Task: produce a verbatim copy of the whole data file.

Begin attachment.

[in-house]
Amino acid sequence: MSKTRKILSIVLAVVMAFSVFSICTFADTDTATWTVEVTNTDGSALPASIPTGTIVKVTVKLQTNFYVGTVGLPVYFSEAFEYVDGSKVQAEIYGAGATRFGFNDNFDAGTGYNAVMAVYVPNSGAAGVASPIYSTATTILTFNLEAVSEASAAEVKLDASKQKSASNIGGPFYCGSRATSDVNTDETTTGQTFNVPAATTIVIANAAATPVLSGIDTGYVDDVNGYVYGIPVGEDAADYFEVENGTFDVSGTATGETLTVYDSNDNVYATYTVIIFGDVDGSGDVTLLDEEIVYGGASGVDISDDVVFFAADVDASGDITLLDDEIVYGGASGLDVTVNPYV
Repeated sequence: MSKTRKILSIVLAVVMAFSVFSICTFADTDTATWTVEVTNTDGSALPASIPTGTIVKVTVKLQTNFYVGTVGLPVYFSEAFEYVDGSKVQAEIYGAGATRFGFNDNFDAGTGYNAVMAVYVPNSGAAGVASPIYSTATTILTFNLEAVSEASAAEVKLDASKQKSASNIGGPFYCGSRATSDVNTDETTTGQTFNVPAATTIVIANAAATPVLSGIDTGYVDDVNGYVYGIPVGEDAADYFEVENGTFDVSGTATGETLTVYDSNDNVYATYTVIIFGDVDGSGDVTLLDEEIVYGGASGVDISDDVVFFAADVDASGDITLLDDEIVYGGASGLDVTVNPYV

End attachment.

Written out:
[in-house]
Amino acid sequence: MSKTRKILSIVLAVVMAFSVFSICTFADTDTATWTVEVTNTDGSALPASIPTGTIVKVTVKLQTNFYVGTVGLPVYFSEAFEYVDGSKVQAEIYGAGATRFGFNDNFDAGTGYNAVMAVYVPNSGAAGVASPIYSTATTILTFNLEAVSEASAAEVKLDASKQKSASNIGGPFYCGSRATSDVNTDETTTGQTFNVPAATTIVIANAAATPVLSGIDTGYVDDVNGYVYGIPVGEDAADYFEVENGTFDVSGTATGETLTVYDSNDNVYATYTVIIFGDVDGSGDVTLLDEEIVYGGASGVDISDDVVFFAADVDASGDITLLDDEIVYGGASGLDVTVNPYV
Repeated sequence: MSKTRKILSIVLAVVMAFSVFSICTFADTDTATWTVEVTNTDGSALPASIPTGTIVKVTVKLQTNFYVGTVGLPVYFSEAFEYVDGSKVQAEIYGAGATRFGFNDNFDAGTGYNAVMAVYVPNSGAAGVASPIYSTATTILTFNLEAVSEASAAEVKLDASKQKSASNIGGPFYCGSRATSDVNTDETTTGQTFNVPAATTIVIANAAATPVLSGIDTGYVDDVNGYVYGIPVGEDAADYFEVENGTFDVSGTATGETLTVYDSNDNVYATYTVIIFGDVDGSGDVTLLDEEIVYGGASGVDISDDVVFFAADVDASGDITLLDDEIVYGGASGLDVTVNPYV